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5 from 2 votes
A great way to preserve apples when they are in season is to make your own homemade applesauce with no sugar added and can it in a water bath canner.
Homemade Applesauce for Canning
Prep Time
1 hr
Cook Time
30 mins
Total Time
1 hr 30 mins
 

A great way to preserve apples when they are in season is to make your own homemade applesauce and can it in a water bath canner.

Course: Canning
Cuisine: American
Servings: 9 pints
Calories: 55 kcal
Author: Grow a Good Life
Ingredients
Instructions
  1. Prepare your apples by washing in plain water. Cut into chunks, remove cores, and add the apples to your saucepan. Add just enough water to the pot to prevent sticking.
  2. Cook the apples over medium-low heat to soften, stirring occasionally so to prevent sticking. After the apples are soft, turn off the heat and allow the apples to cool.
  3. Prepare your jars and lids by washing in warm, soapy water and rinsing thoroughly. Place jar rack into water bath canner, set jars in the canner, add water, and boil jars for 10 minutes to sterilize. Warm your lids in a small pot over low heat. Keep jars and lids warm until ready to use.
  4. Run the cooled applesauce through a Food Strainer or Food Mill to remove skins, seeds, and to smooth out the sauce.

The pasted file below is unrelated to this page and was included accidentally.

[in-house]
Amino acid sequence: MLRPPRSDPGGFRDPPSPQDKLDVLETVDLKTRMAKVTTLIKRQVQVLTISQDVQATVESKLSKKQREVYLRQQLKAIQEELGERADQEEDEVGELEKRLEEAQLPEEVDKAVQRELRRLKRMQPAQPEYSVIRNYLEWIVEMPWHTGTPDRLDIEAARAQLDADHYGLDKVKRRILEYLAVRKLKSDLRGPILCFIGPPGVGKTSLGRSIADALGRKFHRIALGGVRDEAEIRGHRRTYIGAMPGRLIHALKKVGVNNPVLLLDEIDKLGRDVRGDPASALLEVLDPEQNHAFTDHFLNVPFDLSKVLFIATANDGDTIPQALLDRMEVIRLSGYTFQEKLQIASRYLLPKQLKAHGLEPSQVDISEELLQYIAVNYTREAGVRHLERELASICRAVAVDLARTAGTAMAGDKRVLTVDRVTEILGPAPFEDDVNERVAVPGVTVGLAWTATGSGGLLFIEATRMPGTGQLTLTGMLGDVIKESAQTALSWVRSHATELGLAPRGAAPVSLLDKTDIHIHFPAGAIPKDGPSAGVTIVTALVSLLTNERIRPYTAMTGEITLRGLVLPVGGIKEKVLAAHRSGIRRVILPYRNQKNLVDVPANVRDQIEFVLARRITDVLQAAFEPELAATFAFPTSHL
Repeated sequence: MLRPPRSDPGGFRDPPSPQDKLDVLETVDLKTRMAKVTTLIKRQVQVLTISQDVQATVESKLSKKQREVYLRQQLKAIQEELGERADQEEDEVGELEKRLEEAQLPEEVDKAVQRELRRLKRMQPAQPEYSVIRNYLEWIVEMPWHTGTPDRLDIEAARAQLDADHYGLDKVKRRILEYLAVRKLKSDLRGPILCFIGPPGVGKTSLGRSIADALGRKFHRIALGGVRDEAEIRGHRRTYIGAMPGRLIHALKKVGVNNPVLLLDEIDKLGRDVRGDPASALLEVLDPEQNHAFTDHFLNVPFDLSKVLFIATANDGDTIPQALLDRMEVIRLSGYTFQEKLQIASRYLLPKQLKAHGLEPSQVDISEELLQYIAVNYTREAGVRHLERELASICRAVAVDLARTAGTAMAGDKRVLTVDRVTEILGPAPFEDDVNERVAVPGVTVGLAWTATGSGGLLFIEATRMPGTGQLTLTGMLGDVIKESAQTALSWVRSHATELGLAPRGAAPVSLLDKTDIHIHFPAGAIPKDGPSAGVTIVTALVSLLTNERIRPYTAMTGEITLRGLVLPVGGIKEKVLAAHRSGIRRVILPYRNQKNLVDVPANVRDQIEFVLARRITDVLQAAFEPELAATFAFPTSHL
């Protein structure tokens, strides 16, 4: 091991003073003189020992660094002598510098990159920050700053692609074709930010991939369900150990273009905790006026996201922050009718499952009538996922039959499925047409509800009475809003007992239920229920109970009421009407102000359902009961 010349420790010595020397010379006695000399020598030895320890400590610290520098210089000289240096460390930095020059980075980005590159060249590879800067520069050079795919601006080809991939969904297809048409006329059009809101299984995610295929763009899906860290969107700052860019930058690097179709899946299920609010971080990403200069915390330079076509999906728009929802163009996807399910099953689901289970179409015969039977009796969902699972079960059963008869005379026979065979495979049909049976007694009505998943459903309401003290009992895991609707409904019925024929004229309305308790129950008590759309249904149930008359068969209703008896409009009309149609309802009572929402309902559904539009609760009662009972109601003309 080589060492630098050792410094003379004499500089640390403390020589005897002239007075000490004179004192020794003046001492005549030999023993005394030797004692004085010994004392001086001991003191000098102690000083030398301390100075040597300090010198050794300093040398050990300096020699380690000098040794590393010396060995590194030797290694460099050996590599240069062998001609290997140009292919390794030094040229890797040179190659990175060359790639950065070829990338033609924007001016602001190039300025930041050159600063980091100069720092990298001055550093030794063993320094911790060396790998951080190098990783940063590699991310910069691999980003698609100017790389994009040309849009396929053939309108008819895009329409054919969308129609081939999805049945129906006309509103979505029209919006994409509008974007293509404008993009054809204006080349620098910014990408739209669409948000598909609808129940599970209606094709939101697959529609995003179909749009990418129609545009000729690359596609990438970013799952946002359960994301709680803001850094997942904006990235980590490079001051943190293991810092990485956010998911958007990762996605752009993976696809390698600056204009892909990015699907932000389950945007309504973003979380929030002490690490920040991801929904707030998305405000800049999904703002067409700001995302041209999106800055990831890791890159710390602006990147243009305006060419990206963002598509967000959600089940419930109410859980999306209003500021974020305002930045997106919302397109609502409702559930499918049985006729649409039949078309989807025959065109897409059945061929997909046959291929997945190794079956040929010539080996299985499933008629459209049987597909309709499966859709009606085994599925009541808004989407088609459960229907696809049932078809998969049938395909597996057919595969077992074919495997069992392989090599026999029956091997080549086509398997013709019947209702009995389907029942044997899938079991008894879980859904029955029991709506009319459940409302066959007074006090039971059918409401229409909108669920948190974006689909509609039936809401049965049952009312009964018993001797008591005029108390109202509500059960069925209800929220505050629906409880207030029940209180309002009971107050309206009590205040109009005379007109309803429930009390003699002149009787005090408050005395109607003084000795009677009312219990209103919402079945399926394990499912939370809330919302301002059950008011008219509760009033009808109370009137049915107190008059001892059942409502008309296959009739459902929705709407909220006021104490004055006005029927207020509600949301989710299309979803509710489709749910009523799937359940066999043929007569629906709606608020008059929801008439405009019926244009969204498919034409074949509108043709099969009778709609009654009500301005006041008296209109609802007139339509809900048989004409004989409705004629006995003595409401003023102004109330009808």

5. Return the applesauce to your saucepot. Taste the applesauce and add your cinnamon (and any other spices, if using). Start out with just a little and adjust until you are happy with the flavor. Bring the applesauce to a boil over medium-high heat while stirring to prevent sticking.
  6. Spread a kitchen towel on the counter. Use your jar lifter to remove warm jars from canner, drain, and line up on the towel. Use your canning ladle and funnel and add applesauce to warm jars leaving 1/2-inch headspace. Wipe the rims. Use your magnetic lid lifter to lift lids out of the warm water, center lid on the jar, and screw on band until it is fingertip tight.
  7. Using jar lifter, place jars carefully into canner leaving space in between them. Once jars are all in canner, adjust the water level so it is at least one inch above the jar tops. Add more boiling water if needed so the water level is at least one inch above the jar tops. When adding water, use the hot water from the small pot your lids were in. Pour the water around the jars and not directly onto them.
  8. Cover the canner and bring to boil over high heat. Once water boils vigorously, continue boiling pints for 20 minutes at altitudes of less than 1,000 ft. (adjust processing time for your altitude if necessary).
  9. When processing time is complete, turn off heat and allow the canner to cool down and settle for about 10 minutes. Spread a kitchen towel on the counter; remove the cover by tilting lid away from you so that steam does not burn your face. Use a jar lifter to lift jars carefully from canner and place on the towel. Allow the jars to cool for 12 to 24-hours. You should hear the satisfactory “ping” of the jar lids sealing.
  10. After 12 to 24-hours, check to be sure jar lids have sealed by pushing on the center of the lid. The lid should not pop up. If the lid flexes up and down, it did not seal. Refrigerate jar and use up within a few days.
Recipe Notes

Calories based on 1/2 cup serving size.